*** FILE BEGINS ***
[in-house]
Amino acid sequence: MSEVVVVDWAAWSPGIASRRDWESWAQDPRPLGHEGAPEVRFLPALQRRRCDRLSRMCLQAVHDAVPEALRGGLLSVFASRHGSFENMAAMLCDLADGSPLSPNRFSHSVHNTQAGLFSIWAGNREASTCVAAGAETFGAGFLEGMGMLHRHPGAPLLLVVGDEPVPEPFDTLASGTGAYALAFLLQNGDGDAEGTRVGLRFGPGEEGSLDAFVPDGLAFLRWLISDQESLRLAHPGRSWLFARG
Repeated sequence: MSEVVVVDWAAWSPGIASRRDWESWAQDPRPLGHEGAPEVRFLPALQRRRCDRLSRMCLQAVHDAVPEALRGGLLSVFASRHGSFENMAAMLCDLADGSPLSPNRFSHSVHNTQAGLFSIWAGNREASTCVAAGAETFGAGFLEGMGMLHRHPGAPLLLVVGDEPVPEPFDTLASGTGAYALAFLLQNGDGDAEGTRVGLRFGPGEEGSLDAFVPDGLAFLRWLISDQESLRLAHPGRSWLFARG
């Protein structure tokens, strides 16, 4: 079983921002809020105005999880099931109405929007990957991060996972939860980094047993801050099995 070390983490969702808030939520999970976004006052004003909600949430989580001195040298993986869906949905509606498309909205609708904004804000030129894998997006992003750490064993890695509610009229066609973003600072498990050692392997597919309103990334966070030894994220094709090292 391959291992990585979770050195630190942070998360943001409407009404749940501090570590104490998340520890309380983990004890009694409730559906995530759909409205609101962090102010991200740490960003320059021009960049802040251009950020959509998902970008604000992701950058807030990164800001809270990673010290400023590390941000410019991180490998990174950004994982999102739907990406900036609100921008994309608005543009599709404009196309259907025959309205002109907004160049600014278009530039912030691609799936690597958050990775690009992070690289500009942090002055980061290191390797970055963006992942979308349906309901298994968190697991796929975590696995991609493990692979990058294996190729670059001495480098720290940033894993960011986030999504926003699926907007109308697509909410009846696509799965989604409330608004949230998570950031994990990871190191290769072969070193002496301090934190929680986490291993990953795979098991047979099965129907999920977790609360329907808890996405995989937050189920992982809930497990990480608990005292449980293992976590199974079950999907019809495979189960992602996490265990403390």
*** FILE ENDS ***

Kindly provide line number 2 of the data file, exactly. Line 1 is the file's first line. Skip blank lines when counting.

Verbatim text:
Amino acid sequence: MSEVVVVDWAAWSPGIASRRDWESWAQDPRPLGHEGAPEVRFLPALQRRRCDRLSRMCLQAVHDAVPEALRGGLLSVFASRHGSFENMAAMLCDLADGSPLSPNRFSHSVHNTQAGLFSIWAGNREASTCVAAGAETFGAGFLEGMGMLHRHPGAPLLLVVGDEPVPEPFDTLASGTGAYALAFLLQNGDGDAEGTRVGLRFGPGEEGSLDAFVPDGLAFLRWLISDQESLRLAHPGRSWLFARG